HIIT is an interval method. But not all interval methods are HIIT.

HIIT refers to HIGH INTENSITY intervals. Meaning that the “fast” interval is not just harder, it’s a maximal effort… you give absolutely all you got on each interval. It is extremely draining, which is why the volume and frequency has to stay low. It the the cardio equivalent to training to failure with loads of 90% of your 1RM.

Regular intervals are simply referring to alternating between periods of low and higher intensity. The intensity for the higher intensity sections is higher than the low intensity portion, but is not an all-out effort… something like an RPE (rate of perceived effort) of 80%. This allows for either longer durations for the intervals or a higher volume of work. It can also be done more frequently than HIIT.

Basically see regular intervals as an in-between steady state cardio and HIIT

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That makes complete sense. Thanks for the info and I should have been more specific in the carry’s I was doing. I’ve been doing long distance (3+ miles) with a light sandbag only for fat loss and was wanting to substitute some with a jog.

I was just curious if there was a % of HR that if one was to stay under they would see more of a cortisol lowering affect or at least not a huge spike. Seems like no more 120 bpm gets mentioned in some training programs.

I agree with that. No physical activity really lowers cortisol, as cortisol is an energy mobilization hormone. So when you need a lot of energy for your activity, cortisol will go up. Which is normal and actually useful for losing fat, and is not problematic as long as it comes back dow afterwards.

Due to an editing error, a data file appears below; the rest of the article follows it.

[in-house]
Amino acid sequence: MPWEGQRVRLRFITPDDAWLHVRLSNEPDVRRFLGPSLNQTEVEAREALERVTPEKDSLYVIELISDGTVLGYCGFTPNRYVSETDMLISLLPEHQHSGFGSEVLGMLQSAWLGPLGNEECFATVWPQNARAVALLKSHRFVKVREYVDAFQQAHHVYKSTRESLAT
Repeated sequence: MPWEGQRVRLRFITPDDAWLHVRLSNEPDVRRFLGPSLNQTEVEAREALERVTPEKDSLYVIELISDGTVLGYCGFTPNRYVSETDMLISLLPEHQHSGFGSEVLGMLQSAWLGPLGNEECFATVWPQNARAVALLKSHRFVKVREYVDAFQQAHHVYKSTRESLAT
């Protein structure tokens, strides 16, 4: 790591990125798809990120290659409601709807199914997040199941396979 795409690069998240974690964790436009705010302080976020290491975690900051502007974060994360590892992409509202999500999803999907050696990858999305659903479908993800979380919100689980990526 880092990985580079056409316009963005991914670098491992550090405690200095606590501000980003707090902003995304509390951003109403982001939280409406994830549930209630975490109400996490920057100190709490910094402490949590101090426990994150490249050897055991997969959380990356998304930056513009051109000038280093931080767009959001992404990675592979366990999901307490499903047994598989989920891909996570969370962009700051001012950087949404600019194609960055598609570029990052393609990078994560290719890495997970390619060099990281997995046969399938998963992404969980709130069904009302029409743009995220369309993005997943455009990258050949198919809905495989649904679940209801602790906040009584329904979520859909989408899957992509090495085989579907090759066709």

Hi CT,

I’m reposting my question for the first time. I don’t normally do this but this question is related to the cutting masterclass. That’s why I’m posting it here.

I’ll be honest. I’m not a T nation + member so if that means you can’t answer me, than that’s OK. It’s only fair to the + members and I understand.

I’ve recently read your cutting phase masterclass slides and got so motivated by long sandbag carries as a fatloss/conditioning tool that I decided to incorporate them into my own training regimen.

Even though the concept is simple (you carry a bag of sand for a set amount of time), I wanted to ask you if carrying the sandbag in different ways will lower the value of the session?

Let’s say for example you want to do a 20-minute session of long sandbag carries. Does that mean you have to do the entire session with the bag in the same position (bear, shoulder, zercher carry or farmers walk) or can you switch it up?

I’d like to hear your thoughts on the matter if you want to share them.

Thank you.

Actually, it does, on two levels.

  1. The muscles involved the most. While long carries are not a hypertrophy method per s, I do find that they can have an impact on muscle growth. And different types of carries involve different muscles.

  2. Some positions burn more calories than others. I don’t have data on the impact of sandbag position on energy expenditure, but there is a lot of research about the impact of load distribution during rocking on caloric expenditure. So yeah, harder positions (e.g. Zercher, overhead) will burn more energy than easier ones (e.g. yoke carry on your shoulders).

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Personally I do it as a form of interval… the base position is carrying the bag on both shoulders (yoke carry). This is the easiest position. And I include bouts of higher intensity by doing some distance with a harder hold (zercher, bear, overhead)

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This is the approach I naturally gravitated to. It’s a personal thing but I actually feel like this way the session becomes more fun and motivating.

Thank you for the explanation and validation. Hopefully some of the members here benefited from your answers as well.

Until the next one Coach.

Thank you so much for sharing this video it’s very informative.